Tuesday, 26 June 2012

USA Day 26 - Revisited (26/05/2011)

The support for Run Geordie Run and the run across the USA had reached a new level by Day 26. I've got hundreds of emails and Tweets from this time. I often look back through them fondly.

Sky's Ben Shephard Tweeted "Mate, hope all's good and the feet are holding up!".

I received a nice email from Steve Harrison. Steve would be joining the support team in early July. Days earlier he'd sent me a photo of Peter Beardsley holding a Run Geordie Run t-shirt. It read as follows:

"Hi Mark, Thought I'd send an e-mail as a change from the tweets! I'm sure you know, but just want to let you know that you've an amazing amount of support back here, at work, friends, anyone I talk to I mention you and what you're doing, including Pedro (Peter Beardsley)!. I don't think people really believed what you were going to do...the blog brings it all home. I'm getting into work later everyday because the first thing I do in the morning is to go through your progress, it's now part of my daily routine. When I say to Linda, 'Mark's just done another 30 or so miles' we both shake our heads in disbelief at how you do it, but we both know you'll do it the next day and the next...  

It was a shame that the Journal reported your 'bad day' incorrectly. As you rightly put it, you're running 3,100 miles across America in 100 day's...you're entitled to a few off day's (although judging by the reports from Comedy John, you're in an off day mood every morning!). Knowing you, the article in the Journal will only drive you on and encourage you to 'put the record straight' as you always seem to be able to turn a negative into a positive (re Comedy John again...after breakfast!). 

I can't wait to get out there, to see you and lend any support I can. It's also nice that it will be your birthday...we'll both be in our 40's! Watch how you're going and from over here it looks like you're getting stronger all the time...you are an inspiration to all who follow you.

See you soon. Steve"

Another email of support was received from Alan Millen who had previously travelled all the way from Switzerland to be at the start of the run in Huntington Beach! Alan together with Tim Readman (aka The Exiles) had previously recorded 2 songs for the 2 charities. They can be downloaded on iTunes. Meanwhile, this is what Alan wrote:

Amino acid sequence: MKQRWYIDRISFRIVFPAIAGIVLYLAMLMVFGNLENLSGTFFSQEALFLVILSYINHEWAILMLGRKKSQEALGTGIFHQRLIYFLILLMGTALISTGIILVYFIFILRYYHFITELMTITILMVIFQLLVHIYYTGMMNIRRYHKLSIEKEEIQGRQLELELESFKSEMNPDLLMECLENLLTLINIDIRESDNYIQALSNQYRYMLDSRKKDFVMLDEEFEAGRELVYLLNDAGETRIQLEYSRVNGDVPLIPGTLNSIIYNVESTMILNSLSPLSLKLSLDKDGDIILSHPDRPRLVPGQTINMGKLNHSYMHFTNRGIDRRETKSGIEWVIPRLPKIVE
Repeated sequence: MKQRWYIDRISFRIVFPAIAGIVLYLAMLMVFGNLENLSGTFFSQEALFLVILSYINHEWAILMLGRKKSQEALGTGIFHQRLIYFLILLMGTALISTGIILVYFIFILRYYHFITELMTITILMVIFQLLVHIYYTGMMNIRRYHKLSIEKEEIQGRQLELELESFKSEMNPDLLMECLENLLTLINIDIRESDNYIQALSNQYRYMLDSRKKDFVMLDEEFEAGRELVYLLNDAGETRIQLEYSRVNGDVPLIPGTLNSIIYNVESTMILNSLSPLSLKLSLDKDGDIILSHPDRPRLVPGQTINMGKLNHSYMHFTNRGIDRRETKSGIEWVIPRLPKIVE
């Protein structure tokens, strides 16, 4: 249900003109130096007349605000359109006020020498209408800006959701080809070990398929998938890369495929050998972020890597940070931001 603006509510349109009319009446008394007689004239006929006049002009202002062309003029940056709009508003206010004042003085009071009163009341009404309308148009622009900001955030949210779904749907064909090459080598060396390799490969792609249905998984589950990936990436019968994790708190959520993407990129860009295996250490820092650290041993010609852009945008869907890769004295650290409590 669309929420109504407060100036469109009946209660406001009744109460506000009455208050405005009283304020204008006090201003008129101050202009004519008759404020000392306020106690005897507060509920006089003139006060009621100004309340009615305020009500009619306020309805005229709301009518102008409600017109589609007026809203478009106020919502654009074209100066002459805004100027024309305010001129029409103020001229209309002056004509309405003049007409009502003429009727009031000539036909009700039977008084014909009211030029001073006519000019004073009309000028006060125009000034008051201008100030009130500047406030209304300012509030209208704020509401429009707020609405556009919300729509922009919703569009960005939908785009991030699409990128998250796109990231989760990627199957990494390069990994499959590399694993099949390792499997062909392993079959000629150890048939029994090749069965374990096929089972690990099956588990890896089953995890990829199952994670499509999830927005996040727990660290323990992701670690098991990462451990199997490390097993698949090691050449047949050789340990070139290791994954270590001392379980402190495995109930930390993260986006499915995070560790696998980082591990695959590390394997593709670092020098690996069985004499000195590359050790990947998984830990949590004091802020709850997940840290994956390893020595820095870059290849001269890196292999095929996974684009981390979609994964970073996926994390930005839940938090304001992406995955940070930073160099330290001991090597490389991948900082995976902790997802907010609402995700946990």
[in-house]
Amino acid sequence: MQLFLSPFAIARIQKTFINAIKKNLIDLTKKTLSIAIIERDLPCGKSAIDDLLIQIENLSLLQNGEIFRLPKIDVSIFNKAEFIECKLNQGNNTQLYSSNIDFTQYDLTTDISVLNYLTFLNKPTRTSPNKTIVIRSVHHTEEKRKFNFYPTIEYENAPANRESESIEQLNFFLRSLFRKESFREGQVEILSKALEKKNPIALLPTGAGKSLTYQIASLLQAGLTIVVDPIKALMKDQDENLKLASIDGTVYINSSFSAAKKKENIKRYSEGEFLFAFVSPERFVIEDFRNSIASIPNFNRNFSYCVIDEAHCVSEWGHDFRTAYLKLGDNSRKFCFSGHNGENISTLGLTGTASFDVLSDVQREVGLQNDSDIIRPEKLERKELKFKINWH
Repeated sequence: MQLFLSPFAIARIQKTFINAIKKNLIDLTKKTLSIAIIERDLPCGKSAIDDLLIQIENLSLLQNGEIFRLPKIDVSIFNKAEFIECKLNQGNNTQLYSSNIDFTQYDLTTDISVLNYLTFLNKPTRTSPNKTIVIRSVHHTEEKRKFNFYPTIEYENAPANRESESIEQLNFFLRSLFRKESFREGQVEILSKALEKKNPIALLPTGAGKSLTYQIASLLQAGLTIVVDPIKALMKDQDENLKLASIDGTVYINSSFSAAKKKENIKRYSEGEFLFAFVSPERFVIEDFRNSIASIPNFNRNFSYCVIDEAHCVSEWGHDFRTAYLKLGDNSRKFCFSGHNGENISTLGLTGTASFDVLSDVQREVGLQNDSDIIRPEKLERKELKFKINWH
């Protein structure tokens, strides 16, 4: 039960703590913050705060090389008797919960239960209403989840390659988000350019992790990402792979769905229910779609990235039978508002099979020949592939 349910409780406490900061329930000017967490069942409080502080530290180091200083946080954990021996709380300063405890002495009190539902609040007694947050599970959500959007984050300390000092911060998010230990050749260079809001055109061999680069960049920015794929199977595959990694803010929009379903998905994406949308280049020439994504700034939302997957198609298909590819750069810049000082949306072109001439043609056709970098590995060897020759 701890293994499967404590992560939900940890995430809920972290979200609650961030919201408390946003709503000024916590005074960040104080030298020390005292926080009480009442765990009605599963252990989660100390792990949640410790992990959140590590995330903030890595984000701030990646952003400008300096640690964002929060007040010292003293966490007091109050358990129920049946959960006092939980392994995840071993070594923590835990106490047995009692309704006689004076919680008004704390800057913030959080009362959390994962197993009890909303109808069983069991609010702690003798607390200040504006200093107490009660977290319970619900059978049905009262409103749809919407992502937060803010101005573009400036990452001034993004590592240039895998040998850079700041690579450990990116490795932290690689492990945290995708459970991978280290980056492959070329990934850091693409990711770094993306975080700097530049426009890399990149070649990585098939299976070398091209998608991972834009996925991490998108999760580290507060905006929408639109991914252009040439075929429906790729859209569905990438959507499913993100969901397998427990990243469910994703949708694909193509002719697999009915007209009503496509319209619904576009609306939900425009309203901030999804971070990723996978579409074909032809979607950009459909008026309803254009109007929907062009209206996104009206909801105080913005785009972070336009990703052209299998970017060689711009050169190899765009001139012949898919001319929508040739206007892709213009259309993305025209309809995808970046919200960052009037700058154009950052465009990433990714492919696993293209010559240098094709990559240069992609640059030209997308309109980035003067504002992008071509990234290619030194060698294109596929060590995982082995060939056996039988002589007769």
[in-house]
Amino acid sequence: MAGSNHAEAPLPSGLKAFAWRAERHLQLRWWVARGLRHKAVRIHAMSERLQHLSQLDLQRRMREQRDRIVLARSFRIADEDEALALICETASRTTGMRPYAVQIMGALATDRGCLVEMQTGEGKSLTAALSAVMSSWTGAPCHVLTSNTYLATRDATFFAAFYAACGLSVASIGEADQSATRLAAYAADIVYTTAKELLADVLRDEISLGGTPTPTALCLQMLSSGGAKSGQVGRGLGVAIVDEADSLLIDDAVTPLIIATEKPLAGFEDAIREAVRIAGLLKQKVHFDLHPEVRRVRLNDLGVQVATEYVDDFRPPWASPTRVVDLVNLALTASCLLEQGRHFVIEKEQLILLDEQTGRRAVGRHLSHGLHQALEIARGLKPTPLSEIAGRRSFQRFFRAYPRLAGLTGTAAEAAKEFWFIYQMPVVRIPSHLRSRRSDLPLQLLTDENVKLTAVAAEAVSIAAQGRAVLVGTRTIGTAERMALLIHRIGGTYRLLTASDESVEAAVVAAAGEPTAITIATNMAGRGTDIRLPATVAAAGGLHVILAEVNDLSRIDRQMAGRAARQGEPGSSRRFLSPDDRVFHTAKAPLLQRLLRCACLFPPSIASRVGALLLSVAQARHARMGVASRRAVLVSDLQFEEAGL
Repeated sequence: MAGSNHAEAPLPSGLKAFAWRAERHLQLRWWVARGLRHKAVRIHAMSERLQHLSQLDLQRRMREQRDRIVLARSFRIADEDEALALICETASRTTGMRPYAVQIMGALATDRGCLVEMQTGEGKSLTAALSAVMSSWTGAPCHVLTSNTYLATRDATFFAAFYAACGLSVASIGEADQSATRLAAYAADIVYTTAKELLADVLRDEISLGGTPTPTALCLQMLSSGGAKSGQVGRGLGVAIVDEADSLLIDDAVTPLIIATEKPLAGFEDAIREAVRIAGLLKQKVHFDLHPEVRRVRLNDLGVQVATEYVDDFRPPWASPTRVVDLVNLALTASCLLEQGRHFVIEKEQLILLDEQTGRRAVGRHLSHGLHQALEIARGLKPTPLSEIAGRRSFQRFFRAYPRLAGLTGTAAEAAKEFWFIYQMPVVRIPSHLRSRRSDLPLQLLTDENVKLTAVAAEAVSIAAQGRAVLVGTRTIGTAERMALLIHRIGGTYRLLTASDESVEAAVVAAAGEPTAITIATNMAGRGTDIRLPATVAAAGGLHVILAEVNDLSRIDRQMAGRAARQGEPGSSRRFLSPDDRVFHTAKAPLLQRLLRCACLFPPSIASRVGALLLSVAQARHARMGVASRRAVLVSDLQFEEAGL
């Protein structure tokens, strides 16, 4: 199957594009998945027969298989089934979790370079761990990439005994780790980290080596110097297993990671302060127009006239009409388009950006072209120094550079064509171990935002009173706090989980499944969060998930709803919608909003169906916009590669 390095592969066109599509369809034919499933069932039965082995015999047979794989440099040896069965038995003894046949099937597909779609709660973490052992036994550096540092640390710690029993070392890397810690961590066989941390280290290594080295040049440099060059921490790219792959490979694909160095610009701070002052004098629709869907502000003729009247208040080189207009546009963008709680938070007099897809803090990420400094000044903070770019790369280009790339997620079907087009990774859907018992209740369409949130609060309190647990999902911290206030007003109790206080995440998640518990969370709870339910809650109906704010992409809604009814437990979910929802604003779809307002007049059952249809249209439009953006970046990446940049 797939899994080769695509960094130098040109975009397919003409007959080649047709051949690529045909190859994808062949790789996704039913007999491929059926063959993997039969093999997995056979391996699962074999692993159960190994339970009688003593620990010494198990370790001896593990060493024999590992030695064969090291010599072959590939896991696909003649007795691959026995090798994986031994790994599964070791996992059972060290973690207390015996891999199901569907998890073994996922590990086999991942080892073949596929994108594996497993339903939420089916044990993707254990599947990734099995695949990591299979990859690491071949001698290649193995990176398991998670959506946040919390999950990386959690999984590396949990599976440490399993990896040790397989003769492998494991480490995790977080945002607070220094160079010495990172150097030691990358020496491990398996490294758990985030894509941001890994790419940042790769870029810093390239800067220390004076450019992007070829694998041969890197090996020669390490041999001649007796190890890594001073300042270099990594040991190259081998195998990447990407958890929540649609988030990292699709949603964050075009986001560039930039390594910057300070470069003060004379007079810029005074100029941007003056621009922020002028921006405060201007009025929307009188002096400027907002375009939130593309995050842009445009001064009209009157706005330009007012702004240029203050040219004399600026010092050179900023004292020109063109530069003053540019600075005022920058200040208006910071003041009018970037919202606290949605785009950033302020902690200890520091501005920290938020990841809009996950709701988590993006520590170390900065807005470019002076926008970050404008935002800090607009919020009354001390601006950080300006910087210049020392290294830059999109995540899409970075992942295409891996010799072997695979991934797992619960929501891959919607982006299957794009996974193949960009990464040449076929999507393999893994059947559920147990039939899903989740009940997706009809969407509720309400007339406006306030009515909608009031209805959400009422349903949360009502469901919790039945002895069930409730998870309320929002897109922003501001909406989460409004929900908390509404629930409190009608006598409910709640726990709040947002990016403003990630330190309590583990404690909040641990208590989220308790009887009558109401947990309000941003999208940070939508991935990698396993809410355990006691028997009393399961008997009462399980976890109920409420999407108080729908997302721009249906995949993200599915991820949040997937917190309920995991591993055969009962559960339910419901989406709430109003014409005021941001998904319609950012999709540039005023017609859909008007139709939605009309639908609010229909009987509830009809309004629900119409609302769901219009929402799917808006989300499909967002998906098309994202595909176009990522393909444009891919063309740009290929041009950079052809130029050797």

"Hi Mark Having just read your latest update, I want to congratulate on finding the true grit required to get through a couple of pretty tough days. The message in the letter you quoted from was spot on! 

My American expat friend in Switzerland has been truly moved by your updates about running across his home country and the accompanying photos. And am I ever impressed by the Peter Beardsley photo! Cheers Alan".

Day 26 of the run across the USA continued on Interstate 70 at 08:25 (Mountain Time) and 6235 ft above sea level. It was another one of those valleys where you think you've reached the exit only to be  confronted by yet another section. Such were the surroundings, I found it very difficult to work out whether I was running up or downhill. The only way to tell for sure was to occasionally look behind. It was then immediately obvious that I was running uphill. Comedy Jon had the same experience in the RV. We were both convinced that we were travelling downhill. The adjacent down flowing river suggested otherwise.

I later found out that this particular valley in Utah was called Salina Valley. It was yet another fantastic place to run. The surrounding snow capped mountains (part of the Wasatch Range), quick flowing streams and impressive elevation all  made for a beautiful backdrop.

There were a lot of trucks on the Interstate road. I suspected that there may be some kind of mine nearby. I think that it might have been coal.

Thankfully, the hard shoulder was very wide and, while I still maintained maximum concentration, they were always at a safe distance from me.